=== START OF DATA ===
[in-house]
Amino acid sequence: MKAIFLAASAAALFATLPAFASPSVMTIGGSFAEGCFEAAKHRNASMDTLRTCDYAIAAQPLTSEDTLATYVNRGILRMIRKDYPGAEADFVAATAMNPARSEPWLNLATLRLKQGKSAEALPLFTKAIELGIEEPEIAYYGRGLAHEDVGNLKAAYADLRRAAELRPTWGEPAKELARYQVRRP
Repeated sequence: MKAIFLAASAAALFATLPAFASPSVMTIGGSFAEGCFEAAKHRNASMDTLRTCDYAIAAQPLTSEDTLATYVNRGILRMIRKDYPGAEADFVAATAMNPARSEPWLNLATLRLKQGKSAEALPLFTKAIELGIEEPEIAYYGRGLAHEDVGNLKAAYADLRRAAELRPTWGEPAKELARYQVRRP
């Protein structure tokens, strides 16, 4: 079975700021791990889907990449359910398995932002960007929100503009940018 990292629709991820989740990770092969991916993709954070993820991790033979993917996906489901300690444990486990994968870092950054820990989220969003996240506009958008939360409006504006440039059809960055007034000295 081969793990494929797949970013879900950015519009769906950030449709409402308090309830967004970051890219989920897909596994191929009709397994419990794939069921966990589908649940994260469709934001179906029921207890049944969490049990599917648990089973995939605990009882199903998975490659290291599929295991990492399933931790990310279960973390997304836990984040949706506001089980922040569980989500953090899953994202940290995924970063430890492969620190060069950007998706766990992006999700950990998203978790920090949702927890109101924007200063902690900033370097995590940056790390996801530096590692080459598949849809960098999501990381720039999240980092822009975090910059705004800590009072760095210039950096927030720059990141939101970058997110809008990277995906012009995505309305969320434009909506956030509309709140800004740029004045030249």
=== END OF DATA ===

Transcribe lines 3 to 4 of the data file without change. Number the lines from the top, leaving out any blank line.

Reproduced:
Repeated sequence: MKAIFLAASAAALFATLPAFASPSVMTIGGSFAEGCFEAAKHRNASMDTLRTCDYAIAAQPLTSEDTLATYVNRGILRMIRKDYPGAEADFVAATAMNPARSEPWLNLATLRLKQGKSAEALPLFTKAIELGIEEPEIAYYGRGLAHEDVGNLKAAYADLRRAAELRPTWGEPAKELARYQVRRP
């Protein structure tokens, strides 16, 4: 079975700021791990889907990449359910398995932002960007929100503009940018 990292629709991820989740990770092969991916993709954070993820991790033979993917996906489901300690444990486990994968870092950054820990989220969003996240506009958008939360409006504006440039059809960055007034000295 081969793990494929797949970013879900950015519009769906950030449709409402308090309830967004970051890219989920897909596994191929009709397994419990794939069921966990589908649940994260469709934001179906029921207890049944969490049990599917648990089973995939605990009882199903998975490659290291599929295991990492399933931790990310279960973390997304836990984040949706506001089980922040569980989500953090899953994202940290995924970063430890492969620190060069950007998706766990992006999700950990998203978790920090949702927890109101924007200063902690900033370097995590940056790390996801530096590692080459598949849809960098999501990381720039999240980092822009975090910059705004800590009072760095210039950096927030720059990141939101970058997110809008990277995906012009995505309305969320434009909506956030509309709140800004740029004045030249």